If this wasn’t convincing enough, meditation is also an important part of the process of us developing fruit in our Christian walk, ie: living a godly life. By meditating on God’s Word, we are creating an avenue for the Holy Spirit to be at work in changing us. The psalmist also says that we will be like a tree whose ‘leaf does not wither’. This reminds me of the verse in Jeremiah 17:7-8 which says, “Blessed is the man who trusts in the Lord, whose trust is the Lord. He is like a tree planted by water, that sends out its roots by the stream, and does not fear when heat comes, for its leaves remain green, and is not anxious in the year of drought, for it does not cease to bear fruit.”
What a picture! Despite the heat and drought, we an be durable and stay strong, because our roots are deep. Our life comes not from our external situation, but a secure unchanging source, God and his Word.
You may be thinking, that is all very well and good, but how do I actually do this?’Meditation’ in Hebrew means to speak or mutter. And this is what we are doing to our heart, we are speaking God’s Word to our heart. In another psalm, which talks a lot about God’s Word, we read, “I will meditate on your precepts and fix my eyes on your ways. I will delight in your statutes; I will not forget your word.” (Psalm 119:15-16)
Here we once again see the close connection between meditating on God’s word and finding delight in it. But we also see the phrase ‘ I will not forget your word’. This is what I have found has been one of the most helpful additions to my Bible reading and meditation, Bible memorization. I know – it sounds hard and time consuming, and the last time you memorized a Bible verse was in Sunday School, but bear with me. You see, if we don’t know God’s Word, if we don’t have it memorized, secured in our minds, we are going to struggle to speak it and speak about it to our hearts. Put simply, if meditating is deeply reflecting upon God’s word, sitting with it, pulling it apart, it means we actually need to know and remember what we have read.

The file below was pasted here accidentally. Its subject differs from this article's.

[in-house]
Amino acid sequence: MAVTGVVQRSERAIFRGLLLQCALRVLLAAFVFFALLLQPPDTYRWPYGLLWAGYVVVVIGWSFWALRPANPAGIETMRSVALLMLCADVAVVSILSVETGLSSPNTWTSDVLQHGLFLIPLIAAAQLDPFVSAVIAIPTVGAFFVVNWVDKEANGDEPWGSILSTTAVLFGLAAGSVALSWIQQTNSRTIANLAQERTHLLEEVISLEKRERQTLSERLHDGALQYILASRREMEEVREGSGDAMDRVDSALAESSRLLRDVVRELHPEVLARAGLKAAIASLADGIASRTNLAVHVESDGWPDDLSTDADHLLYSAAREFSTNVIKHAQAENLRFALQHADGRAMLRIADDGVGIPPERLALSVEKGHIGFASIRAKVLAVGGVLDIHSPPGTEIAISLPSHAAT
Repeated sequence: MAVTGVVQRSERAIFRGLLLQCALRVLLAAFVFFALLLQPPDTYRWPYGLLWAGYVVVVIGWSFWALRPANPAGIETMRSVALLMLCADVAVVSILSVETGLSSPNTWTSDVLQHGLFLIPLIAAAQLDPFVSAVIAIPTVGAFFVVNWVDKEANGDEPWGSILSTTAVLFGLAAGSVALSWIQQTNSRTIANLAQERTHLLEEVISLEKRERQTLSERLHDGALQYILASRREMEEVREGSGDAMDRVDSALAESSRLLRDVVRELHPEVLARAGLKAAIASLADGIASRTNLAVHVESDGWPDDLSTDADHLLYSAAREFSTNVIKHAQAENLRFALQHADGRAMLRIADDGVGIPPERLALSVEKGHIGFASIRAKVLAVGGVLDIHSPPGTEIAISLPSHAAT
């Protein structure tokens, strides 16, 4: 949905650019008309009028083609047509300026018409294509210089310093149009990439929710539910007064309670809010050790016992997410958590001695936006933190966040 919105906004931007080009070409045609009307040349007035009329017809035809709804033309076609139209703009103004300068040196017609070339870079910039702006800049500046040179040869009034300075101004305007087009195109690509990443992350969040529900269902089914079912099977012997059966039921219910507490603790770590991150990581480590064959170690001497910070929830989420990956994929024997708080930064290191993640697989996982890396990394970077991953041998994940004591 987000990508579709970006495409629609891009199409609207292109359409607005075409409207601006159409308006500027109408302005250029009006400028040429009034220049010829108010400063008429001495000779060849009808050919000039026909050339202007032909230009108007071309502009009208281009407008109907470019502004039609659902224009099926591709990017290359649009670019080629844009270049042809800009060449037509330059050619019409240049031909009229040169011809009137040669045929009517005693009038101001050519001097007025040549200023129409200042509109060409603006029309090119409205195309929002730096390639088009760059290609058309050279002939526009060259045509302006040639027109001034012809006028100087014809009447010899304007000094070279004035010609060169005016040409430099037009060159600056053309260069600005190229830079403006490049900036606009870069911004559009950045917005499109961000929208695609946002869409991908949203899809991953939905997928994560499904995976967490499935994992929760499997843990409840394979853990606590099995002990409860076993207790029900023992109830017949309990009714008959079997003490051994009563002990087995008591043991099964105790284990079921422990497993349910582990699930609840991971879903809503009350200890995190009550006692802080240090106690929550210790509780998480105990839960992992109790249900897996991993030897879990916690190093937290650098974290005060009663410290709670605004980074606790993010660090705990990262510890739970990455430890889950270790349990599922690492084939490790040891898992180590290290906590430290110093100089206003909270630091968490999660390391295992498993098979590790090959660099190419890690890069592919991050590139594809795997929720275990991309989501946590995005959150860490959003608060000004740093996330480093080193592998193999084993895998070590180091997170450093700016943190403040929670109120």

I don’t know about you but I have in the past – with the best intentions- chosen to read just one verse saying ‘I will just look at this verse in depth rather than reading a whole big passage.’ So I read it, sit and think about it for a minute, pray and then I’m done, without thinking about it again. This is mainly because I quickly forget what I read in the first place; I not only failed to get the verse in the context of the passage it is in, (so its application and meaning is not thought about), but as my day goes by I have so much else going on I simply forget the single sentence I read. This is why Bible memorization is so crucial. It means we have God’s Word with us, stored in our mind, and by meditation, also stored in our hearts. Not only this but I have found the process of memorization itself to be really useful at prompting the meditation, so once I am in the habit of using spare minutes here and there to memorize a chosen verse, that time also naturally becomes a prompt for meditation. Now this does not mean you have to memorize the entirety of the Bible, or that you cannot just memorize single verses (in fact I encourage you to start there) – but do so in the context of what you are reading, so that in memorizing, you can reflect on God’s word in greater depth.